My Lords, I thank the noble Lord, Lord Fowler, for his excellent contribution and I declare an interest as president of the National Association for the Care and Resettlement of Offenders.
Although the Secretary of State is right to be shocked by the conditions that he has found in many of our prisons, purposeful activity is currently at the lowest ever level recorded. There are fewer staff looking after more prisoners than five years ago—nearly 14,000 fewer staff looking after around 1,200 more prisoners. Assaults in custody are at the highest ever level. The number of deaths in custody is also at the highest ever level. The reality is that, at the end of September 2015, 70 of the 117 prisons in England and Wales were holding more prisoners than they were built for. Furthermore, 45% of adult prisoners and nearly 70% of juvenile prisoners are reconvicted within a year of leaving custody.
I welcome Mr Gove’s plan to close all decaying prisons and replace them with newly built establishments. I also welcome his plan to review prison education, to monitor educational outcomes more rigorously and to make governors more accountable for those outcomes. But we need to tackle the root cause of the problem—namely, this country’s overuse of imprisonment.
Too many offenders are still sent to custody for short sentences, which was a point well made by the noble Lord, Lord Fowler. They are released after no more than a few months in custody. That serves very little purpose. These sentences are far too short for sustained rehabilitation programmes but long enough for offenders to lose their jobs and homes, which makes them more likely to reoffend. The syndrome of the revolving door process continues. They could be better dealt with through community orders. Research confirms that community orders have a reoffending rate which is seven percentage points lower than that for similar offenders given short prison sentences.
The penal system has had to face significant spending cuts over the past few years. When resources are so stretched, we need to make sure that we are using them in the best possible way. In my view, the Government should legislate to make sentencing guidelines take account of the capacity of the prison system. This proposal is not new. It was first made in the Carter report on the prison system in 2007, and it still makes sense. At a time when all other areas of public services have to work within the reality of limited resources, there is no reason why the courts should be exempt.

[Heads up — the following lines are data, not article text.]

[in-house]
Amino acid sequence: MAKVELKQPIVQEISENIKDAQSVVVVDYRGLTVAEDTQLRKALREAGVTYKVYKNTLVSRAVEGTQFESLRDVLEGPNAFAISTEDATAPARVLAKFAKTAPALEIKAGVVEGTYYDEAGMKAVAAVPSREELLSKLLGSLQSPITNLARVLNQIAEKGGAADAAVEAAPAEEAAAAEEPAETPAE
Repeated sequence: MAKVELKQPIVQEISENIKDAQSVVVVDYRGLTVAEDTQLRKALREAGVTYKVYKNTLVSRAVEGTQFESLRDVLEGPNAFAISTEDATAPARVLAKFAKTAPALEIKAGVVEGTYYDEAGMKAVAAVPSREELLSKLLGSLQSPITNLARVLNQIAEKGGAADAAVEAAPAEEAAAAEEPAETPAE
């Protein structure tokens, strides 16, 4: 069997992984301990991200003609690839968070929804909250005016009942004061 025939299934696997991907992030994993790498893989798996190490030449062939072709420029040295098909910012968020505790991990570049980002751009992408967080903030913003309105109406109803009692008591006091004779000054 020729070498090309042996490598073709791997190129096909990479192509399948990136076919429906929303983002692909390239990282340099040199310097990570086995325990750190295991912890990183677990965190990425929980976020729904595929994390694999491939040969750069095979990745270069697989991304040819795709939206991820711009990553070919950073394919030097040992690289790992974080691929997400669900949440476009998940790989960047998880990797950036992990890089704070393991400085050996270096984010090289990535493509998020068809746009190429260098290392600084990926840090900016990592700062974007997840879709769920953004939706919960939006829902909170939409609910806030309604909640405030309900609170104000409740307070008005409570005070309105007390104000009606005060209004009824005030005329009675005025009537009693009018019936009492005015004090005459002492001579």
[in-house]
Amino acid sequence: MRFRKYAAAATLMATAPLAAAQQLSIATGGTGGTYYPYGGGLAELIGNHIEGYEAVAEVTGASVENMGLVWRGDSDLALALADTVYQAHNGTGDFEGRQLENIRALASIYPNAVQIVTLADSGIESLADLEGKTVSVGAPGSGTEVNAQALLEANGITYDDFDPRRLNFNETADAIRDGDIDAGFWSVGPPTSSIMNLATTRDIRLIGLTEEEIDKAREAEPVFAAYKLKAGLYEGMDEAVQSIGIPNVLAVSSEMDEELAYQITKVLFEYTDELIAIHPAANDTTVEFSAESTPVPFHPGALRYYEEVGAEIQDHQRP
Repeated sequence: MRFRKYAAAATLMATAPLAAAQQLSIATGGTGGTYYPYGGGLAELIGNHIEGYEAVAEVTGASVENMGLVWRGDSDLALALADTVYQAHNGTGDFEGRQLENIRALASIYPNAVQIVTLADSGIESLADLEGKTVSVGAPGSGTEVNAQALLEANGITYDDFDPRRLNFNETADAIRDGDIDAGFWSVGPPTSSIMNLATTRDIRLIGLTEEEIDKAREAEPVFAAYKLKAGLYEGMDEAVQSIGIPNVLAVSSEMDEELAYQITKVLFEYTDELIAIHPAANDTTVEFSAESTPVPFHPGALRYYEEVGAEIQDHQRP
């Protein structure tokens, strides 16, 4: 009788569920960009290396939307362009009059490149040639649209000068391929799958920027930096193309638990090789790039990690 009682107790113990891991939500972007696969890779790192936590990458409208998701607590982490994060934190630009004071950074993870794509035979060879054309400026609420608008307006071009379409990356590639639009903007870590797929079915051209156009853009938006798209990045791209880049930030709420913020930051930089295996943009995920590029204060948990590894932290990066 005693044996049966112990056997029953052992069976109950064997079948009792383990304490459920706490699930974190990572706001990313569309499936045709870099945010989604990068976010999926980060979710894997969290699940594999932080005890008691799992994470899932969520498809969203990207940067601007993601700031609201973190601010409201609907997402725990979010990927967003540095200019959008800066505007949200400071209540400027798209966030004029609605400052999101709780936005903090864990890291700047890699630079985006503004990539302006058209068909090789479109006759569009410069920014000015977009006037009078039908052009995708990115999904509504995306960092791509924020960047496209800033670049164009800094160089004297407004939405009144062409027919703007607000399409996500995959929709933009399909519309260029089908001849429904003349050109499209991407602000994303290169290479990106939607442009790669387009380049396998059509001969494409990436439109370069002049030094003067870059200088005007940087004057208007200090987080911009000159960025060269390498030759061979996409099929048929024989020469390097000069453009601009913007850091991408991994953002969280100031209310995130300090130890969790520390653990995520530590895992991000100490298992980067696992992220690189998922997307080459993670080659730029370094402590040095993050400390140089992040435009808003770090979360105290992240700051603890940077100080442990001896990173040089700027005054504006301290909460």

Sentencing guidelines should scale down the number and length of prison sentences except for the most serious crimes.
We should also convert the sentences of the many IPP prisoners who remain in our prisons by converting them to determinate sentences once they have served a period equivalent to double their tariff, an issue that has been discussed in previous debates. In essence, we should look to our judiciary to ensure that the courts send to prison only those whose offending makes any other course of action unacceptable, but more importantly to ensure that those who are sent to prison do not stay there for any longer than is strictly necessary.
We also need a clearer strategy to reduce the use of imprisonment for women. Proposals have been made in the past to establish a women’s justice board to set improved standards for women’s community sentences, resettlement and rehabilitation, mental health services, family contact and culturally appropriate support for foreign national women in our prisons. A restorative justice approach can provide an appropriate alternative to custodial sentencing.
The Secretary of State for Justice has made an excellent start by challenging punitive thinking. He must now follow that up by taking determined steps to move this country away from the unenviable position of having the highest prison population in western Europe. We need a prison system that can genuinely protect the public by rehabilitating offenders and reducing reoffending. He can make a start by supporting my Private Member’s Bill, which will have its Second Reading next Friday, which seeks to raise the age of criminal responsibility.